Gordon Parks is a photographer whose name is synonymous with artistic genius and unwavering perseverance amid an era of bigotry and hate. Parks rose to prominence as one of the nation’s preeminent photojournalists, hired to be the first black staff photographer for Life magazine.While his pictures expertly depict a wide range of topics, some his most iconic photographs show aspects of African-American life that many of his white colleagues simply did not have access to. Because of this, Parks became the voice of a generation, able to capture and contextualize the African-American experience at a time when many sought to silence black voices in the US.
A two-part exhibition of his work titledGordon Parks: I Am You, on view now at Jack Shainman Gallery in New York City, brings together some of his most iconic pictures. On the occasion of this exhibition, BuzzFeed News spoke with Peter W. Kunhardt Jr., the executive director of the Gordon Parks Foundation, on what Gordon Parks accomplished during his long life of 93 years. His legacy can still be felt today:
What Parks did was transcended all barriers. Gordon Parks was the first African-American photographer to work on the staff of Life magazine. He didn’t allow racism and discrimination stand in the way. He knew he had a creative calling as a young boy growing up in the prairie land of Kansas, in a small town called Fort Scott.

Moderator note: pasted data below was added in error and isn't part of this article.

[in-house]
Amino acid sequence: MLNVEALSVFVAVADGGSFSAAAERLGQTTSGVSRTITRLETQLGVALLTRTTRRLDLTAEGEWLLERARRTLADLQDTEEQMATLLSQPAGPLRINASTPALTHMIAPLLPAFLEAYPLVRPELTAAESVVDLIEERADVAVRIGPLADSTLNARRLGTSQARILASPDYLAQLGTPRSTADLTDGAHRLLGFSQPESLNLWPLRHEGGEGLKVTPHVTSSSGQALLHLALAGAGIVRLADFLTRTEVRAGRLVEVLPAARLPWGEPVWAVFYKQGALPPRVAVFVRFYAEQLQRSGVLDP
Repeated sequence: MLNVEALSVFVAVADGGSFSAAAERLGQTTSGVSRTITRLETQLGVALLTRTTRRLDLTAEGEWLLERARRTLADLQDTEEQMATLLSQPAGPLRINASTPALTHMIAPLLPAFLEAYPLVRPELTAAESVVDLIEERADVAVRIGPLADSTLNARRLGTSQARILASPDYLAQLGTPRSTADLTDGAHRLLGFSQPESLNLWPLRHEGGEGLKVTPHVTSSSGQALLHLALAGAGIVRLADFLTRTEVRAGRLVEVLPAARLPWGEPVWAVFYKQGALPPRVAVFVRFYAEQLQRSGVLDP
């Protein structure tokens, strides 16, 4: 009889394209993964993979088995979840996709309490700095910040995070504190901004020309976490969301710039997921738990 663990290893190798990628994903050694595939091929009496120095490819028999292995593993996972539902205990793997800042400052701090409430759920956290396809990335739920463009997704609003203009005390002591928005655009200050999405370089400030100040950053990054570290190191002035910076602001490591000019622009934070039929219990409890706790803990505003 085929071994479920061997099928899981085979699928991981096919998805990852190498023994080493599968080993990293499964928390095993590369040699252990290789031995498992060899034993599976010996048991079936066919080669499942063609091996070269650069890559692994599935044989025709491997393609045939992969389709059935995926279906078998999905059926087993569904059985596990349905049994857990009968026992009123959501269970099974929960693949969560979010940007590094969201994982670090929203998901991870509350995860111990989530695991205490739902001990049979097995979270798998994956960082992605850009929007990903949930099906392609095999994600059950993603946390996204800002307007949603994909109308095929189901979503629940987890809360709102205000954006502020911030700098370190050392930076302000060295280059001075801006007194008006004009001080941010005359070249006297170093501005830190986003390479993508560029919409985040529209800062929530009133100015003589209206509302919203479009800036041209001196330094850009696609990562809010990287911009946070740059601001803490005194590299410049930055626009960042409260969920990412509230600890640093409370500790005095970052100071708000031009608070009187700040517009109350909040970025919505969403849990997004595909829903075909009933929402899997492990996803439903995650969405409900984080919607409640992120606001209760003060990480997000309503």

“Doll Test,” Harlem, New York, 1947
“Segregated Drinking Fountain,” Mobile, Alabama, 1956 (left); “The Invisible Man,” Harlem, New York, 1952 (right)
“Drinking Fountains,” Mobile, Alabama, 1956
He was the youngest of 15 children and knew that he had to have an education, though he actually never finished high school. Looking back on his life as an older man he realized that the best thing that he did was pick up a camera instead of a gun. His choice of weapon was a camera. He had to express himself in other formats.
Before Life [magazine], his mother died when he was 15 and he was sent to live with his sister in St. Paul, Minnesota. There, he got into a big fight with his brother-in-law and was eventually kicked out onto the street. He was homeless at the time and ended up moving to Chicago to work on the railroad system. That’s where he found his calling, photography.
He worked at the Southside Community Art Center, processing his photographs in the there darkroom after hours. In 1941, he was awarded the Julius Rosenwald Fund, the first photographer to receive this grant. That’s as prestigious today as winning a MacArthur Genius grant, for example.
Gordon had this explosion of creativity when he went to Washington, DC, to work for the Farm Security Administration under Roy Stryker. That’s where he took many of his most famous photographs. From there, he moved to New York and worked for a period of time for Vogue, before he was hired full-time for the staff of Life.
What’s so interesting about his time at Life was that he not only had to prove himself as a photographer, but also a black man. As I said before, he was the only African-American on the staff. So they used Gordon to go into places that they didn’t think a white photographer could go — and he’d always come back with really strong material.